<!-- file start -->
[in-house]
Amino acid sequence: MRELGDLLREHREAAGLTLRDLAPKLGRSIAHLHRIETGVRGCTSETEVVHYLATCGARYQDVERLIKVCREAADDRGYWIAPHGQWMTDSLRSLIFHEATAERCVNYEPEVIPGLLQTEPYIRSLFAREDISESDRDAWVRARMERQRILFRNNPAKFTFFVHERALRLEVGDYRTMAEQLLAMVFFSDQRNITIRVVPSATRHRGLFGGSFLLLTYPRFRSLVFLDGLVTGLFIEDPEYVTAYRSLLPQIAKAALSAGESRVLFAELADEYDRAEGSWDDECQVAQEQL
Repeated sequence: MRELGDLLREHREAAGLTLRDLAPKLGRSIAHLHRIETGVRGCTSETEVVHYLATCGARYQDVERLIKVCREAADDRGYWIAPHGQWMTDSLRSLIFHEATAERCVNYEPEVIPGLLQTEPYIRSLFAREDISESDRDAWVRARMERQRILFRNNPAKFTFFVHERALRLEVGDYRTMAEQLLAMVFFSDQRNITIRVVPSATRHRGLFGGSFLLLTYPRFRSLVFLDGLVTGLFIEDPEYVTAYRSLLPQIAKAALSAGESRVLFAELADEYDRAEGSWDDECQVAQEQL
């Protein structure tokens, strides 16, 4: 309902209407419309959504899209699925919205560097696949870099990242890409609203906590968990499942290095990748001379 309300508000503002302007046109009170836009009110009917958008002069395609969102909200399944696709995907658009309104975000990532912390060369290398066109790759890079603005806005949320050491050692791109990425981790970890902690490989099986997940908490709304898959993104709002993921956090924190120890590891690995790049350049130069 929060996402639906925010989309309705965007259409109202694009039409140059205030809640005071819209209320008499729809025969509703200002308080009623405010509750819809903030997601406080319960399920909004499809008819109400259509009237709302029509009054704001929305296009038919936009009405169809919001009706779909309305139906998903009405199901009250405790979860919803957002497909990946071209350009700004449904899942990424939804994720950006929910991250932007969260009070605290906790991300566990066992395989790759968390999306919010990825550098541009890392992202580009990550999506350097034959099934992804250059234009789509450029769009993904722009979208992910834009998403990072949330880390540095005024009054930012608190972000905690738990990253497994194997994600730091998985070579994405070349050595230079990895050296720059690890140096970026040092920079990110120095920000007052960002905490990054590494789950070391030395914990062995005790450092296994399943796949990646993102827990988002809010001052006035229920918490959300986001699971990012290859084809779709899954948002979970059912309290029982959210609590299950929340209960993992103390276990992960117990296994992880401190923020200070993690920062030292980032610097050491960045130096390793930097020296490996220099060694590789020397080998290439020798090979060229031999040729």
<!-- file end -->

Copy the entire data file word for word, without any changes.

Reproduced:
[in-house]
Amino acid sequence: MRELGDLLREHREAAGLTLRDLAPKLGRSIAHLHRIETGVRGCTSETEVVHYLATCGARYQDVERLIKVCREAADDRGYWIAPHGQWMTDSLRSLIFHEATAERCVNYEPEVIPGLLQTEPYIRSLFAREDISESDRDAWVRARMERQRILFRNNPAKFTFFVHERALRLEVGDYRTMAEQLLAMVFFSDQRNITIRVVPSATRHRGLFGGSFLLLTYPRFRSLVFLDGLVTGLFIEDPEYVTAYRSLLPQIAKAALSAGESRVLFAELADEYDRAEGSWDDECQVAQEQL
Repeated sequence: MRELGDLLREHREAAGLTLRDLAPKLGRSIAHLHRIETGVRGCTSETEVVHYLATCGARYQDVERLIKVCREAADDRGYWIAPHGQWMTDSLRSLIFHEATAERCVNYEPEVIPGLLQTEPYIRSLFAREDISESDRDAWVRARMERQRILFRNNPAKFTFFVHERALRLEVGDYRTMAEQLLAMVFFSDQRNITIRVVPSATRHRGLFGGSFLLLTYPRFRSLVFLDGLVTGLFIEDPEYVTAYRSLLPQIAKAALSAGESRVLFAELADEYDRAEGSWDDECQVAQEQL
């Protein structure tokens, strides 16, 4: 309902209407419309959504899209699925919205560097696949870099990242890409609203906590968990499942290095990748001379 309300508000503002302007046109009170836009009110009917958008002069395609969102909200399944696709995907658009309104975000990532912390060369290398066109790759890079603005806005949320050491050692791109990425981790970890902690490989099986997940908490709304898959993104709002993921956090924190120890590891690995790049350049130069 929060996402639906925010989309309705965007259409109202694009039409140059205030809640005071819209209320008499729809025969509703200002308080009623405010509750819809903030997601406080319960399920909004499809008819109400259509009237709302029509009054704001929305296009038919936009009405169809919001009706779909309305139906998903009405199901009250405790979860919803957002497909990946071209350009700004449904899942990424939804994720950006929910991250932007969260009070605290906790991300566990066992395989790759968390999306919010990825550098541009890392992202580009990550999506350097034959099934992804250059234009789509450029769009993904722009979208992910834009998403990072949330880390540095005024009054930012608190972000905690738990990253497994194997994600730091998985070579994405070349050595230079990895050296720059690890140096970026040092920079990110120095920000007052960002905490990054590494789950070391030395914990062995005790450092296994399943796949990646993102827990988002809010001052006035229920918490959300986001699971990012290859084809779709899954948002979970059912309290029982959210609590299950929340209960993992103390276990992960117990296994992880401190923020200070993690920062030292980032610097050491960045130096390793930097020296490996220099060694590789020397080998290439020798090979060229031999040729």